Friday, July 11, 2008

Energy Security Impacts National Security

Written 17 June

Energy security is part of our national security posture. It has direct ties to our nation’s capacity to fight an expanded conflict should the need arise. If petroleum is going to be held hostage, it is in our national security interests to develop alternative sources of energy with which we can power the machine that defends us.

There are also security consequences to the billions of oil dollars pouring out of our nation to strengthen the economies of others, some of whom work actively against us.

Additionally, if the economy falters or fails as part of a domino chain started with our being held financially hostage by those who control the world’s energy and because we refused to develop our own, we could become incapable of funding our military.

It may be hard to imagine, but it could get much worse if we continue to wander aimlessly down the energy policy road and allow ourselves to be turned away by the many obstacles artificially placed in our path that prevent us from utilizing every source of available energy.

The current “pain at the pump” we feel, the shock we endure when opening our electric bills, and the blast received with the propane bill could realistically just be the tip of the iceberg.

But we have only ourselves to blame. We’ve painted ourselves into this corner.

So how do we find our way out?

We have to develop a comprehensive, common sense energy policy which removes the obstacles to energy production. We also need to sweep away those who imagine every reason to block potential energy sources, such as:

We can’t develop wind energy because some people don’t want industrial windmills in their area. Evidently, they’re unsightly. Besides, bird enthusiasts are concerned they might kill birds.

We can’t develop hydro-electric power because fish might suffer, as would other species dependent upon specific flows within a waterway.

We can’t drill off our own coasts because we’re worried about beaches, fish, and seals. But of course, China can drill off our shores.

We can’t extract shale oil from the Rocky Mountains because the machinery is inconsistent with the panoramic views.

We can’t convert coal to oil because of air quality and anti-mining advocates.

We can’t drill in the Arctic National Wildlife Refuge because those few acres would be missed by the caribou and polar bears.

We can’t use corn for ethanol because hunger advocates are concerned with its impact on the price of food. They’re probably also some of the same people crying the loudest about greenhouse gases from petroleum combustion. Ironic, isn’t it?

We can’t pursue large-scale solar power networks because they’re unsightly and they confuse birds.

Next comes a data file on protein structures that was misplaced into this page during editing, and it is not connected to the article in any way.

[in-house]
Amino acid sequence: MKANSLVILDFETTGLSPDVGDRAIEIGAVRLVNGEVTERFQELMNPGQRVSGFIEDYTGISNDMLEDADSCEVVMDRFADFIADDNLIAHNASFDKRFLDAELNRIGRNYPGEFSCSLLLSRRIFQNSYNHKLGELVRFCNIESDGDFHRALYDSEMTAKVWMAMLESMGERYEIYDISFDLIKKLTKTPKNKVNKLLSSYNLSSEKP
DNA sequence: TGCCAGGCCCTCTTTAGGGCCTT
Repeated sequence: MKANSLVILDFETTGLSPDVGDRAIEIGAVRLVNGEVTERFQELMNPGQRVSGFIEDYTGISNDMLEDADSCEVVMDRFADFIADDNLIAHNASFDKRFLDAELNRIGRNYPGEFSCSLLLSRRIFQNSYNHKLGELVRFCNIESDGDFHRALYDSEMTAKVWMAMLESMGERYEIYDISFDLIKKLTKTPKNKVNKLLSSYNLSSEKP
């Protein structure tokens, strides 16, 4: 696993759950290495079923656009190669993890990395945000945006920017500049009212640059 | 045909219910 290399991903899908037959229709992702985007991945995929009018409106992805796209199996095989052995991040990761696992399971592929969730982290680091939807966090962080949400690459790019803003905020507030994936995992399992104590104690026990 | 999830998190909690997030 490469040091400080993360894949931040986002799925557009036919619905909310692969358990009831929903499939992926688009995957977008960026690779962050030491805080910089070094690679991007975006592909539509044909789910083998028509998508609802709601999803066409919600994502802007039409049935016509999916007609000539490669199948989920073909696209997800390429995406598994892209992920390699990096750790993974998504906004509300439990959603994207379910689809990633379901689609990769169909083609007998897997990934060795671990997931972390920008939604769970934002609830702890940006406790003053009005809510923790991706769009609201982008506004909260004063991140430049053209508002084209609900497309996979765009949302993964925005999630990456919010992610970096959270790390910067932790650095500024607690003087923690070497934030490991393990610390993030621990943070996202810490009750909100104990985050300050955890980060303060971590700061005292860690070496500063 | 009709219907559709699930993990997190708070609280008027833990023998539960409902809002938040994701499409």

We can’t pursue nuclear energy because at least a hundred different groups stand frothing at the mouth to attack and block it for an endless list of reasons.

If we pursue wood chips for ethanol, tree-huggers will cry out for the trees, switch grass will be demonized for animals harmed when it’s cut, and oil from bacterial excretions is already being assaulted for creating huge reservoirs of bacteria which might contaminate everything under the sun.

Thousands of people stand in the way of progress for the millions, telling them “why not,” yet none of them offers a single “here’s how” solution.

And the best solution Congress can come up with is to propose more pain by taking more out of our pockets through raising taxes on currently available energy, and to charge windfall profit taxes on those companies which supply our energy. It is a plan that failed when implemented under President Carter, one that financially harmed Americans and accelerated an energy shortage, one that will fail again if tried.

Something’s got to give. Something will give, but the longer we delay the more catastrophic the result may be.

Common sense and prioritizing people ahead of special interests need injected into how we function as a nation in this arena, and many others for that matter.

Sure, I too dream of an energy panacea with a clean, renewable, unobtrusive form of energy upon which we can all depend one day. But that’s the dream.

In the mean time, the dream will not fill my tank, light, heat, or cool my house, decrease my bills, or fuel the machines which help preserve our freedom.

It is a perfect example of what my Grandpa Sharp always said, "You can dream in one hand and crap in another. See which one fills up first."

Although significant effort should be made to achieve the dream, until then, we need to be able to pursue and develop every currently available source of energy for personal use, public consumption, and national security.

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